In 2017, the Federal Communications Commission (FCC) approved new rules to curb robocalls.  The new rules allowed phone companies and cellular carriers to proactively block calls that are most likely to be fraudulent.  Calls coming from particular types of phone numbers alert phone companies of the potential for fraud.  An example would be those IRS numbers used by scammers that are designated for internal use and not capable of making outbound calls.  Other examples include numbers with invalid area codes and numbers that have never been allocated to a phone company or cellular carrier.

The Federal Trade Commission (FTC) also passed new rules in 2017.  The new rules make 3 major changes in what telemarketers are permitted to ask you over the telephone. 

          1.  It is now illegal for telemarketers to ask for any sort of cash to cash transaction like wiring money through Western Union or MoneyGram.

          2.  It is illegal for telemarketers to ask you for pin numbers from cash reload cards.

          3.  Telemarketers may no longer ask you for an unsigned check to be used to pull money directly from your account.

The new rules require robocallers to get your written permission before they can call you to sell a product or service. 

Yet, new rules and regulations have done little to curb telemarketing and robocalls.  For law enforcement, it is like a giant game of whack a mole.  The government arrests and prosecutes one illegal telemarketer, and four new ones spring up in his place.  With calls coming to consumers from all over the globe using spoofed and fake phone numbers, it is an impossible task.  We must be our own best defense.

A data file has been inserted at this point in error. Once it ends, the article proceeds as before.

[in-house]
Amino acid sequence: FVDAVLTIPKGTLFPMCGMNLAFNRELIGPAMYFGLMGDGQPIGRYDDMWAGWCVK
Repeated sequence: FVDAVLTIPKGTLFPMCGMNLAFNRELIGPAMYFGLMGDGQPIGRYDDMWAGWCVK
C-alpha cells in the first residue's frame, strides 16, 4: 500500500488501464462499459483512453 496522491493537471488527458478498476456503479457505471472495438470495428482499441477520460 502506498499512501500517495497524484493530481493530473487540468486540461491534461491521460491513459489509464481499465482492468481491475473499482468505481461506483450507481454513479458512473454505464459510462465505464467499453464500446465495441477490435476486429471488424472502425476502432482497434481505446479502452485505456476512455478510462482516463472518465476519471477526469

What We As Consumers Can Do to Help Ourselves.

First, if you haven’t already done so, sign up on the do not call registry.  In 2003, the FTC started the do not call registry.  You can sign up on line at:  www.donotcall.gov.  The registry is free of charge.  Most legitimate companies honor the do not call registry, so signing up should eliminate most unwanted calls from legitimate sources.  You can also use the website to report unwanted, illegal calls to the FTC.  Your registration does not expire. If you register a new number and the old one is disconnected, it will automatically be deleted from the list.  Signing up should eliminate calls about vacation packages and window replacement deals, but you will still get illegal robocalls.

You can buy devices that screen or block calls, but that costs you money.  The best advice is not to answer if you don’t recognize the phone number.  If you mistakenly ignore an important call (like your accountant or doctor), they will usually leave a message.  If you happen to answer a robocall, hang up.  Never press buttons that connect you to an operator or to opt out of the call.  Pressing buttons only leads to more calls.  Report the call to the FTC.  The more reports government agencies receive, the greater the imperative to devote resources to the problem.

I know these solutions sound pretty lame, but the best advice anyone can give you is “don’t engage.”  I get an average of 6-8 robocalls a day.  I have tried blocking the number of each call as it comes in, but it just rolls over to a new number.  Now, I simply don’t answer unless I know who is calling.  I have all my doctors programmed into my contacts.  That way, the name comes up on the call, and I know to answer. 

Resources

www.consumer.ftc.gov/articles/0198-telemarketing-sales-rule

www.consumer.ftc.gov/articles/0259-robocalls

www.ftc.gov/tips-advice/business-center/guidance/complying-telemarketing-sales-rule#comply

www.consumer.ftc.gov/articles/0108-national-do-not-call-registry

www.consumer.ftc.gov/blog/2017/12/whats-national-do-not-call-registry

This website has been prepared for general information purposes only. The information on this website is not legal advice. Legal advice is dependent upon the specific circumstances of each situation. Also, the law may vary from state-to-state or county-to-county, so that some information in this website may not be correct for your situation. Finally, the information contained on this website is not guaranteed to be up to date. Therefore, the information contained in this website cannot replace the advice of competent legal counsel licensed in your jurisdiction.